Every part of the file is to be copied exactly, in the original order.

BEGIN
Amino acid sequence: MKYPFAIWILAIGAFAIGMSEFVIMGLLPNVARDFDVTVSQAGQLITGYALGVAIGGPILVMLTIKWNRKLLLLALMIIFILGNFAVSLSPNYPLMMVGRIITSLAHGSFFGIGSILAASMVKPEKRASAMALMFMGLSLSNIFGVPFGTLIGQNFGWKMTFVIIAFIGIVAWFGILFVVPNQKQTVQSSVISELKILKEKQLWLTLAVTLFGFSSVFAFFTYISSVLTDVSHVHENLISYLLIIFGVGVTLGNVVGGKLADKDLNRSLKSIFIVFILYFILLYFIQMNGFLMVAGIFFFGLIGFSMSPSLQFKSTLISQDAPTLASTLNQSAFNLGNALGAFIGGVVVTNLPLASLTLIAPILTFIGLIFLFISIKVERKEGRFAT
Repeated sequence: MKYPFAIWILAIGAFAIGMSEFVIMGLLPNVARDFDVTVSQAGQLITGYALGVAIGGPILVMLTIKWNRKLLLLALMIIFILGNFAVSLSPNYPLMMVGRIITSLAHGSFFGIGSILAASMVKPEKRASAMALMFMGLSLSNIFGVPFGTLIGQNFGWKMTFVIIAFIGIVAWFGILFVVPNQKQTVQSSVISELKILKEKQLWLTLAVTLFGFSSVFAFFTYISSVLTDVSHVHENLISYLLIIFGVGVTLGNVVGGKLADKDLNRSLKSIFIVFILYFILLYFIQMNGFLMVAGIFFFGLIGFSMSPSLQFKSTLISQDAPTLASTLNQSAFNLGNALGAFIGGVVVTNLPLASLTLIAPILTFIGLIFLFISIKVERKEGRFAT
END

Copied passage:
Amino acid sequence: MKYPFAIWILAIGAFAIGMSEFVIMGLLPNVARDFDVTVSQAGQLITGYALGVAIGGPILVMLTIKWNRKLLLLALMIIFILGNFAVSLSPNYPLMMVGRIITSLAHGSFFGIGSILAASMVKPEKRASAMALMFMGLSLSNIFGVPFGTLIGQNFGWKMTFVIIAFIGIVAWFGILFVVPNQKQTVQSSVISELKILKEKQLWLTLAVTLFGFSSVFAFFTYISSVLTDVSHVHENLISYLLIIFGVGVTLGNVVGGKLADKDLNRSLKSIFIVFILYFILLYFIQMNGFLMVAGIFFFGLIGFSMSPSLQFKSTLISQDAPTLASTLNQSAFNLGNALGAFIGGVVVTNLPLASLTLIAPILTFIGLIFLFISIKVERKEGRFAT
Repeated sequence: MKYPFAIWILAIGAFAIGMSEFVIMGLLPNVARDFDVTVSQAGQLITGYALGVAIGGPILVMLTIKWNRKLLLLALMIIFILGNFAVSLSPNYPLMMVGRIITSLAHGSFFGIGSILAASMVKPEKRASAMALMFMGLSLSNIFGVPFGTLIGQNFGWKMTFVIIAFIGIVAWFGILFVVPNQKQTVQSSVISELKILKEKQLWLTLAVTLFGFSSVFAFFTYISSVLTDVSHVHENLISYLLIIFGVGVTLGNVVGGKLADKDLNRSLKSIFIVFILYFILLYFIQMNGFLMVAGIFFFGLIGFSMSPSLQFKSTLISQDAPTLASTLNQSAFNLGNALGAFIGGVVVTNLPLASLTLIAPILTFIGLIFLFISIKVERKEGRFAT